Date of Award
Thesis - Restricted
Master of Arts (MA)
Scotton, James F.
Speech codes have been established within the past few years at more than 100 U.S. colleges and universities, including the University of Michigan and the University of Wisconsin. The codes are a reaction to the marked rise in incidents of hate speech and violence among various ethnic, racial and social groups on college campuses today. Speech codes have been implemented to protect the feelings of minorities and to ensure a sense of educational equality on campuses that are marred by racial tension. The philosophy of political correctness also is related to the implementation of speech codes. Political correctness, a new orthodoxy on college campuses, aims to rid society of racism, sexism and intolerance of minority groups. The implementation of speech codes raises questions about First Amendment rights and the traditional role of the university as a place where discourse is open and students are free to examine and express a wide range of ideas. As speech codes have proliferated, students are increasingly being censured for making remarks that can be considered racist, sexist or classist. Students have received punishments that range from writing letters of apology to being expelled from school. Supporters of speech codes cite several arguments in favor of restricting hate speech. Their main argument is based on the "fighting words" standard established in Chaplinsky v. New Hampshire (315 U. S. 568). The Supreme Court ruled in this 1942 case that it is legal to ban words that "by their very utterance inflict injury or tend to incite an immediate breach of the peace." Speech code advocates also cite bans on offensive expression as a method of ensuring a setting that is conducive to education. The American civil Liberties Union opposes speech codes, noting that restricting expression abridges students Constitutional rights and imposes a chilling effect on academic freedom and discourse. Opponents of speech codes claim that colleges and universities must fulfill their traditional role: fostering inquiry, discussion and free thought. They cite the Supreme Court's ruling in Keyishian v. Board of Regents (385 U.S. 589) that the classroom is "peculiarly the marketplace of ideas." Speech code opponents favor educational efforts as a means of countering violence and hate speech. They claim that education will create tolerance and understanding among diverse ethnic, racial and social groups. To examine the Constitutional questions raised by the implementation of speech codes, this thesis draws on interpretations of the First Amendment and significant legal cases relating to freedom of speech. After a legal and historical examination, this thesis discusses the speech codes at the University of Michigan and the University of Wisconsin. This thesis offers an analysis of First Amendment rights, as well as the arguments for and against speech codes. Potential solutions also are presented.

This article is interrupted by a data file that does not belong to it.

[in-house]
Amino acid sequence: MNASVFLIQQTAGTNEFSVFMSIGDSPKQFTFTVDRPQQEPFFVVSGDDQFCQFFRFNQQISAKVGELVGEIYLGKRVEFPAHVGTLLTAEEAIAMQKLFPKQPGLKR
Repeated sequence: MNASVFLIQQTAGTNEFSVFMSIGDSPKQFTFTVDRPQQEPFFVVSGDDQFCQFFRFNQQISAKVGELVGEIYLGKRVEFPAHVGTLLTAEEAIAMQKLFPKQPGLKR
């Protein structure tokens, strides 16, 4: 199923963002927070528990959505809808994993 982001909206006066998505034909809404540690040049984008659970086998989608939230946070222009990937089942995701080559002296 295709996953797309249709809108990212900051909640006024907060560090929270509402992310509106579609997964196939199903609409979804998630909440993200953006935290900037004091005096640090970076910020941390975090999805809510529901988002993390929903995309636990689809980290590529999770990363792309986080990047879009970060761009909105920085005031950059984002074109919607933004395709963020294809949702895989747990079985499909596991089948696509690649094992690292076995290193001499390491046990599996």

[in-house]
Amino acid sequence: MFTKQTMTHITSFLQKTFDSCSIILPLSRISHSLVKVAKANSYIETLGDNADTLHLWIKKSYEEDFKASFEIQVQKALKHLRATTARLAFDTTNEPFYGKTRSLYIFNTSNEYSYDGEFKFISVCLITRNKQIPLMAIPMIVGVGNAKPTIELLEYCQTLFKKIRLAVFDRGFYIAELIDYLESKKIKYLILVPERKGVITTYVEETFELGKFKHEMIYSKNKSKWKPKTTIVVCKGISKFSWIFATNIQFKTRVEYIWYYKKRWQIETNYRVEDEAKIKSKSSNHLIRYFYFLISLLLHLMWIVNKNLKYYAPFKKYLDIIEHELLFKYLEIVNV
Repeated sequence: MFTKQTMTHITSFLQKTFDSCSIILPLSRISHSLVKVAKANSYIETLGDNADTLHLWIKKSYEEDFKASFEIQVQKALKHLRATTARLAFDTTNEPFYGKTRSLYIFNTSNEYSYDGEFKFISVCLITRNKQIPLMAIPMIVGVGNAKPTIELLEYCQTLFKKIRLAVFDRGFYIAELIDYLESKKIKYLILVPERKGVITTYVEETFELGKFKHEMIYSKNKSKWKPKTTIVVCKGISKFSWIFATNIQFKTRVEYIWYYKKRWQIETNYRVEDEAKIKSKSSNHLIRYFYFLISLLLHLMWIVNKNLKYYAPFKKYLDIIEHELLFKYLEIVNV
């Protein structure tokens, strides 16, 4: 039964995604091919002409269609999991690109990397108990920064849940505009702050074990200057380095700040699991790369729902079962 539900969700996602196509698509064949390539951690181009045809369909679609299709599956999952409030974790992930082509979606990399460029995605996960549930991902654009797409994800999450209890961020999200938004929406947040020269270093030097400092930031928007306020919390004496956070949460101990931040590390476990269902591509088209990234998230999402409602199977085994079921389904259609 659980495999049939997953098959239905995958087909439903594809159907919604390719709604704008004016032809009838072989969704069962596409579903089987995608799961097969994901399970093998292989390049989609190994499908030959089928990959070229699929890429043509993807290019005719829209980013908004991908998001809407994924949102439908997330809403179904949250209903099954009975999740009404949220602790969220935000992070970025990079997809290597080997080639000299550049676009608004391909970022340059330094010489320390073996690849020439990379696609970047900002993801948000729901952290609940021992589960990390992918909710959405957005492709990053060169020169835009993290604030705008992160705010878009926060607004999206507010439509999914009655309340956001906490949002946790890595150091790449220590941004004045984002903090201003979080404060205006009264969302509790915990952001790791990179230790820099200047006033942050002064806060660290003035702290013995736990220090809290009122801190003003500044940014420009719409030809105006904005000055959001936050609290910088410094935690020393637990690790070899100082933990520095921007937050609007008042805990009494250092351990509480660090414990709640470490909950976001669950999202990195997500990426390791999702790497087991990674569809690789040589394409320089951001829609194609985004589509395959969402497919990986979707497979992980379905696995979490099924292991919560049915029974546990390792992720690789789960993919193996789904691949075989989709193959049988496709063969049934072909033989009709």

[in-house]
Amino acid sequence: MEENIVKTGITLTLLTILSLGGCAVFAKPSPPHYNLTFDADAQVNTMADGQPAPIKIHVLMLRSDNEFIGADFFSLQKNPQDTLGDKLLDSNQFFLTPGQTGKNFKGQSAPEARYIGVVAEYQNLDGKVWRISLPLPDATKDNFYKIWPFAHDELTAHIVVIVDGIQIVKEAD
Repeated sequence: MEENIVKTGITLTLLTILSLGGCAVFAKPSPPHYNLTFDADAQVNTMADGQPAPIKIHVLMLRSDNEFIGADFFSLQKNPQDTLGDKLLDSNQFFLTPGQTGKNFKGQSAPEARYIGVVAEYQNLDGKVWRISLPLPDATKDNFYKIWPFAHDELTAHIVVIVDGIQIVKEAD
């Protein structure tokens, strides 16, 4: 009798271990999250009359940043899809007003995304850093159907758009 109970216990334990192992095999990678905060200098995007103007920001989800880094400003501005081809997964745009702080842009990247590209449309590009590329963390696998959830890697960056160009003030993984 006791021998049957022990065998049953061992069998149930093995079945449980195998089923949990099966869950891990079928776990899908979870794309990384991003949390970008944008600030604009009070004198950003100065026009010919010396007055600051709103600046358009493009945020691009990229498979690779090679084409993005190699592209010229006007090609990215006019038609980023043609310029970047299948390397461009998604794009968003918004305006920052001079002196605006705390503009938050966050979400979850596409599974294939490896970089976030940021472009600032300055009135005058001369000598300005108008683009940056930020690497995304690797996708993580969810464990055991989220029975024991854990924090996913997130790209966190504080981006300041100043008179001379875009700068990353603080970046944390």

McLaughlin, Maureen, "The Right to Speak v. The Right to be Offended: An Examination of Speech Codes on College Campuses" (1991). Master's Theses (1922-2009) Access restricted to Marquette Campus. 1756.